Another was the bidding for the acquisition for ammunition. “I recently cancelled the bidding for an acquisition for ammunition because of a false entry made by the bidder.”
In these cases, he said it was just the right thing to do. Those decisions, however, came with a price.
He shared that some of the bidders involved in the cancelled biddings went through the normal route usually taken by people who want to do business with the government: Go to a lawyer who may know the secretary who is also a lawyer, or go to a person who may be close to people who know that secretary.
Teodoro said he had to refuse talking to lawyers who went to him to lobby for the above cases. Instead, he depended on the department’s Bid and Awards Committee (BAD) to handle the procurement process. After all, he stressed that there are already procedures in place for these kinds of issues.
The personal cost of shying away from his former peers? “These have cost me some friends, particularly in the legal profession.”
Roxas: BPO was off-limits to family
The key in being an authentic public servant, Senator Roxas stressed, is “being incorruptible.”
That included making sure his family, who is in the real estate business, does not profit from his positions in government.
“(You may be wondering) why only now are call centers being put up in Cubao,” he told the audience. His family holds valuable commercial and residential properties in that part of the metropolis.
Call centers, which are ubiquitous in various central business districts in Metro Manila, make up the bulk of businesses categorized as business process outsourcing (BPO). Roxas, who used to be the Department of Trade and Industry (DTI) secretary, played a major role in putting the Philippines on the global map as a major BPO destination for Western clients.
“I told my family I will not allow them to enter into call centers. They have to pay that price because they have a relative who is in public service. I told them that our family name cannot afford to be tainted. So it’s not just saying no to friends, I also had to say no to family.”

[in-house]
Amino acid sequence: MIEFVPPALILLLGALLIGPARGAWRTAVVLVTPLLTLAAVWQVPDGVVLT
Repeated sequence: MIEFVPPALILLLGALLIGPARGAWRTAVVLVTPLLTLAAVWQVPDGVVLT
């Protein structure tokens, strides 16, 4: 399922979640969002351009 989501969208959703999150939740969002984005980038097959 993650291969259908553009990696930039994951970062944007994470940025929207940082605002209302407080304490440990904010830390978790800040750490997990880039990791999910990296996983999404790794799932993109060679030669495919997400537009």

During his 4-year DTI stint, he said he had to make sensitive decisions, especially in the case of the garments industry, the tariff rates for imported products, like cement, and incentives for investors. “There were always winners and losers (in these decisions), and a lot of money was involved (for those who were affected).”
He stressed that “no one can say I asked (for) or implied in any way that there has to be a bribe.”
Escudero: Lifestyle check
Senator Escudero, the youngest in the panel, focused on checking a public servant’s lifestyle to test if he or she is, indeed, incorruptible.
“If you want to catch an erring public official, don’t put a camera in his office. Look at his and family’s lifestyle,” he said.
The former 3-term representative of the first district of Sorsogon said that he was still living in his parents’ house when he was first elected into office. He moved out only after he got married.
In a previous ABS-CBN News Channel (ANC) leadership forum, he said his family now lives in a modest townhouse.
“My kids, who are twins, are not used to running and walking on grass because there is mostly cement in our townhouse.”
He said in jest that he would ask former President Ramos if Malacañang has a wide lawn because, “If I cannot (afford them to) buy (a house with a lawn), then I can give as a gift (Malacanang Palace’s) playground with grass.”
Escudero has spent 11 years in public service: 9 years as congressman of the 1st district Sorsogon, and 2 years in the Senate.